>> [hidden email] mailing list
>> https://stat.ethz.ch/mailman/listinfo/rsigfinance>>  Subscriberposting only. If you want to post, subscribe first.
>>  Also note that this is not the rhelp list where general R questions
>> should go.
>>
>
>
>

Patrick Burns
[hidden email]
http://www.burnsstat.comhttp://www.portfolioprobe.com/blogtwitter: @portfolioprobe
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On Thu, 20111124 at 16:19 +0100, Joachim Breit wrote:
> Thank you for the interesting link.
>
> I agree that you can use a (fit of a) stable distribution for sampling
> purposes. But please: Why not simply use the raw data and sample from
> that? What could be a better starting point? Again, it is clear that
> you cannot use the raw return series as it comes off your data feed;
> there is a need for adjusting. But there cannot be a better fit to the
> raw data than the raw data itself...
Of course you start with sampling from your data, but if all you do is
sample from the data, with no 'noise', then all you are doing is
smoothing out the prior observations. This may lead you to a false
sense of security, and give you an incorrect idea of how likely a fat
tailed event is. So by adding noise from a stable or other fat tailed
distribution (skewed Student's T is also popular), you are believing
that your prior data is both stationary and fully representative.
Regards,
 Brian

Brian G. Peterson
http://braverock.com/brian/Ph: 7734594973
IM: bgpbraverock
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Luenberger discusses the task of creating riskneutral probabilities from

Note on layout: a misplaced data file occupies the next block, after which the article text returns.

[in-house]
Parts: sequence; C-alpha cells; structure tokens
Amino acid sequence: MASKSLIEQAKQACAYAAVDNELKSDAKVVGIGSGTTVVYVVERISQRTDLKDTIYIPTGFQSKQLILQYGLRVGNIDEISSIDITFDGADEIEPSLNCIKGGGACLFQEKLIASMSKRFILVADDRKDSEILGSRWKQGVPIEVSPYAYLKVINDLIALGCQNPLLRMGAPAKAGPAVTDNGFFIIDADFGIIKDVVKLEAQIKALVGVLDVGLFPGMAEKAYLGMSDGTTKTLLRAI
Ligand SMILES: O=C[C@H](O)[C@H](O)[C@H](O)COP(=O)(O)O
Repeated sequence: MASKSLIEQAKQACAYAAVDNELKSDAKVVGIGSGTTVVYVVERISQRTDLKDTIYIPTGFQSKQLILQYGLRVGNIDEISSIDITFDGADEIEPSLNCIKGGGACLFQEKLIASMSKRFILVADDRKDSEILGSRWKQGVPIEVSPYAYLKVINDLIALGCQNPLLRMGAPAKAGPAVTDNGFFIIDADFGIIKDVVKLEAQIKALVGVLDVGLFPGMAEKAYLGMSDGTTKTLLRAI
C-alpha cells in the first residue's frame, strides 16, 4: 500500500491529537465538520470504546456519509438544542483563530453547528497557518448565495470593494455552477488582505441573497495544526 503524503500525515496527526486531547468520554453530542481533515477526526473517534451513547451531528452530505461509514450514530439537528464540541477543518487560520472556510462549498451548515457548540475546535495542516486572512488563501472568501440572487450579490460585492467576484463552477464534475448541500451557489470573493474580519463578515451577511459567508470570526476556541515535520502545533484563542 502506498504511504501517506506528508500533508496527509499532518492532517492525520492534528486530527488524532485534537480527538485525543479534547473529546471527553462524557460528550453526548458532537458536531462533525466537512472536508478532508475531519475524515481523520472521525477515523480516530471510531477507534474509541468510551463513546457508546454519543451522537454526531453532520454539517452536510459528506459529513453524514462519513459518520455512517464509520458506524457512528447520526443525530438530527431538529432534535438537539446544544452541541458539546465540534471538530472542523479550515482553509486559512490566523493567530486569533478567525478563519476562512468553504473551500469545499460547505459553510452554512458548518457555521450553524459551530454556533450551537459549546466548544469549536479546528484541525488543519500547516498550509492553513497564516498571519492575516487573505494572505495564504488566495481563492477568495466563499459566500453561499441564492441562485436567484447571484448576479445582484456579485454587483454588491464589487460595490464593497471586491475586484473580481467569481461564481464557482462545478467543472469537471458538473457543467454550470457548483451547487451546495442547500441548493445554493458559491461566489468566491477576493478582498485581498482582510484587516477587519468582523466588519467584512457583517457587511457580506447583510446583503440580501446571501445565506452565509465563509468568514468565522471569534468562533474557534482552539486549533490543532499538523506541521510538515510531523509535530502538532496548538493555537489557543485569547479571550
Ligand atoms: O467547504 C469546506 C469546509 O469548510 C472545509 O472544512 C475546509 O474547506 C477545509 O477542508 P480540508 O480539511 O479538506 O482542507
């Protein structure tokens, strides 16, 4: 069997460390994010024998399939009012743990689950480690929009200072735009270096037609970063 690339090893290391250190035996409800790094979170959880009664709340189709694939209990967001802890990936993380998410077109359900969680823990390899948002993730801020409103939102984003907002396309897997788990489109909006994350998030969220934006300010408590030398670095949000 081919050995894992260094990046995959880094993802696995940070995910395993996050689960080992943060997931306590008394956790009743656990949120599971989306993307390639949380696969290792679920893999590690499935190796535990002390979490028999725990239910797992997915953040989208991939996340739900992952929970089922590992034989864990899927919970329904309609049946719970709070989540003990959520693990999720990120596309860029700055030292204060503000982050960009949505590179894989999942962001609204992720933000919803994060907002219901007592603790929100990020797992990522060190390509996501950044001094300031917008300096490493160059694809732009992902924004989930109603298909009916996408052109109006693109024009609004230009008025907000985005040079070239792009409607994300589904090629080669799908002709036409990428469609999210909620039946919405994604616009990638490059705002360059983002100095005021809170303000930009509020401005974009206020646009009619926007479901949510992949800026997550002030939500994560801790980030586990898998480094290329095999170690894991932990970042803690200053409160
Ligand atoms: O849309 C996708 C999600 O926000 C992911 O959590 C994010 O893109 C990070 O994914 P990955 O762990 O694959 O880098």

any set of observed returns. I cannot find the specific reference in his
book (Investment Science) but there is a discussion paper by Winston
(google) that applies his method using Excel and @Risk to a sample of
Microsoft returns. I think it would be relatively simple to program it in R.
Charles Ward
On 24 November 2011 19:43, Brian G. Peterson < [hidden email]> wrote:
> On Thu, 20111124 at 16:19 +0100, Joachim Breit wrote:
> > Thank you for the interesting link.
> >
> > I agree that you can use a (fit of a) stable distribution for sampling
> > purposes. But please: Why not simply use the raw data and sample from
> > that? What could be a better starting point? Again, it is clear that
> > you cannot use the raw return series as it comes off your data feed;
> > there is a need for adjusting. But there cannot be a better fit to the
> > raw data than the raw data itself...
>
> Of course you start with sampling from your data, but if all you do is
> sample from the data, with no 'noise', then all you are doing is
> smoothing out the prior observations. This may lead you to a false
> sense of security, and give you an incorrect idea of how likely a fat
> tailed event is. So by adding noise from a stable or other fat tailed
> distribution (skewed Student's T is also popular), you are believing
> that your prior data is both stationary and fully representative.
>
> Regards,
>
>  Brian
>
> 
> Brian G. Peterson
> http://braverock.com/brian/> Ph: 7734594973
> IM: bgpbraverock
>
> _______________________________________________
> [hidden email] mailing list
> https://stat.ethz.ch/mailman/listinfo/rsigfinance>  Subscriberposting only. If you want to post, subscribe first.
>  Also note that this is not the rhelp list where general R questions
> should go.
>
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Hi again guys,
Let me say that (it's what I see looking at data) if you sample at 1 day or less,
log return of financial instruments are not normal so I think you should use the distribution that best fit this situation.